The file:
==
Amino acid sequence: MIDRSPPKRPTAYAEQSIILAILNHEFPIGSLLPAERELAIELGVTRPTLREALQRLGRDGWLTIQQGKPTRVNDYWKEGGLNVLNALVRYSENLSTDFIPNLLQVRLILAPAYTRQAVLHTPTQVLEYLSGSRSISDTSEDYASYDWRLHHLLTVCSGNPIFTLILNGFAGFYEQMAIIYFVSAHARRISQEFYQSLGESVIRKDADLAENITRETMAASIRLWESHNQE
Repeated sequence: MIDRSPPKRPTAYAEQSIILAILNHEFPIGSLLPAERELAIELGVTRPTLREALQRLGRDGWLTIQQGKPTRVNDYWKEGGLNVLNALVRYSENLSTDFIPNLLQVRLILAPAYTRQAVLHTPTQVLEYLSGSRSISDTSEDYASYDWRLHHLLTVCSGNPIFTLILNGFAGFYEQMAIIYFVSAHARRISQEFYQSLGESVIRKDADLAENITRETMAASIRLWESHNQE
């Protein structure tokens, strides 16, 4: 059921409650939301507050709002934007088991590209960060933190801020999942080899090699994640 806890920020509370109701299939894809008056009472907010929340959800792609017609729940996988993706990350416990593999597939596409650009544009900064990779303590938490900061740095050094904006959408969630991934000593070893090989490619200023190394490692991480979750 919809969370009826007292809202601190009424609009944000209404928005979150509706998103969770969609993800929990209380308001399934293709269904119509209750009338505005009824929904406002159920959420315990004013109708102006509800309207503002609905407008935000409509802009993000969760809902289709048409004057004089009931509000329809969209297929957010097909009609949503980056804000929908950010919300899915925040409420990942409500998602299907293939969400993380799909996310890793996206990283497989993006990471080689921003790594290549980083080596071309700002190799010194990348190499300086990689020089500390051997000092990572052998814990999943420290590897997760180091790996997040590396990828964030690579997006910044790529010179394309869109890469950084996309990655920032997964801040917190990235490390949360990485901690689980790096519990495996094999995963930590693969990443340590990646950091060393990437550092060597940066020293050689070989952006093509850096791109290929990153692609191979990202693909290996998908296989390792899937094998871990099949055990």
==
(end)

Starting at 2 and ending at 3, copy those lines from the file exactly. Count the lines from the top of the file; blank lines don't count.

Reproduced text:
Repeated sequence: MIDRSPPKRPTAYAEQSIILAILNHEFPIGSLLPAERELAIELGVTRPTLREALQRLGRDGWLTIQQGKPTRVNDYWKEGGLNVLNALVRYSENLSTDFIPNLLQVRLILAPAYTRQAVLHTPTQVLEYLSGSRSISDTSEDYASYDWRLHHLLTVCSGNPIFTLILNGFAGFYEQMAIIYFVSAHARRISQEFYQSLGESVIRKDADLAENITRETMAASIRLWESHNQE
């Protein structure tokens, strides 16, 4: 059921409650939301507050709002934007088991590209960060933190801020999942080899090699994640 806890920020509370109701299939894809008056009472907010929340959800792609017609729940996988993706990350416990593999597939596409650009544009900064990779303590938490900061740095050094904006959408969630991934000593070893090989490619200023190394490692991480979750 919809969370009826007292809202601190009424609009944000209404928005979150509706998103969770969609993800929990209380308001399934293709269904119509209750009338505005009824929904406002159920959420315990004013109708102006509800309207503002609905407008935000409509802009993000969760809902289709048409004057004089009931509000329809969209297929957010097909009609949503980056804000929908950010919300899915925040409420990942409500998602299907293939969400993380799909996310890793996206990283497989993006990471080689921003790594290549980083080596071309700002190799010194990348190499300086990689020089500390051997000092990572052998814990999943420290590897997760180091790996997040590396990828964030690579997006910044790529010179394309869109890469950084996309990655920032997964801040917190990235490390949360990485901690689980790096519990495996094999995963930590693969990443340590990646950091060393990437550092060597940066020293050689070989952006093509850096791109290929990153692609191979990202693909290996998908296989390792899937094998871990099949055990």